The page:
Unfair contract terms used in standard form consumer contracts have been changed or removed following an industry specific review by the Australian Competition and Consumer Commission.
The changes to contracts in the airline, telecommunications, fitness and vehicle rental industries, as well as some contracts used by online traders and travel agents, were announced by ACCC chairman Rob Sims at a Consumer Congress in Sydney yesterday.
Hall and Wilcox Lawyers partner Ben Hamilton says while Australian Consumer Law changes in 2010 made some provisions for unfair contract terms, the comments indicate the ACCC is considering enforcement.
“The ACCC have engaged with industries where unfair terms and standard term contracts may be more common than in other industries. What it indicates is the ACCC is saying it’s finished the engagement phase and is now looking at enforcement,” he says.
As part of the review, the ACCC identified eight types of contract terms used in standard form contracts which required significant changes:
- Contract terms which allow the business to change the contract without consent from the consumer.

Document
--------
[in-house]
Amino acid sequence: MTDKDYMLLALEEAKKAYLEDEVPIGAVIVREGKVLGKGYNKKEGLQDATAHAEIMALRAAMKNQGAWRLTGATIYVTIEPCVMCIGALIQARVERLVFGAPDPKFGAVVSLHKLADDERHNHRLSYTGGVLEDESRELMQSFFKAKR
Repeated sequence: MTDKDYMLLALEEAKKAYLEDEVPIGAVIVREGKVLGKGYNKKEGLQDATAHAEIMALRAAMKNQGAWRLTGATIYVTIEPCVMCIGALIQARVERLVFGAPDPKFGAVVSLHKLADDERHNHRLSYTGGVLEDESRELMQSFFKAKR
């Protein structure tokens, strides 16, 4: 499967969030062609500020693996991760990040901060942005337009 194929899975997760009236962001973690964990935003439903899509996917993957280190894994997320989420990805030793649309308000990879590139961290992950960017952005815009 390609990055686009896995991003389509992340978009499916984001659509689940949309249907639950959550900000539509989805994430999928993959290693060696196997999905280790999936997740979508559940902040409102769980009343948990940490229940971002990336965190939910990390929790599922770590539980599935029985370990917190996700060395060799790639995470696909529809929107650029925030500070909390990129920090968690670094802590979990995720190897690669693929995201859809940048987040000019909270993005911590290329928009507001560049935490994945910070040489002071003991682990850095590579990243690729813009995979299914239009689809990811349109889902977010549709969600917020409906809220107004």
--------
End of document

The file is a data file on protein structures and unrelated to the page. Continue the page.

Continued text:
- Terms which cause confusion about the agency arrangements that apply and that seek to unfairly absolve the agent from liability.
- Terms which unfairly restrict the consumer’s right to terminate the contract.
- Terms which suspend or terminate the services being provided to the consumer under the contract.
- Terms which make the consumer liable for things which would ordinarily be outside of their control.
- Terms which prevent the consumer from relying on representations made by the business or its agents.
- Terms seeking to limit consumer guarantee rights.
- Terms which remove a consumer’s credit card chargeback rights when buying the service through an agent.
In his speech, Sims said the aim of the industry review was to evaluate compliance and work with businesses to achieve “positive changes”.
“The ACCC found that, in most cases, the businesses under review chose to make changes to their standard form contracts. Problematic terms were identified and either amended or deleted,” he says.
Sims says the industries reviewed were chosen because of relatively high levels of consumer complaints, feedback from consumer stakeholders and potential for widespread consumer detriment.
This story was first published on our sister site, SmartCompany.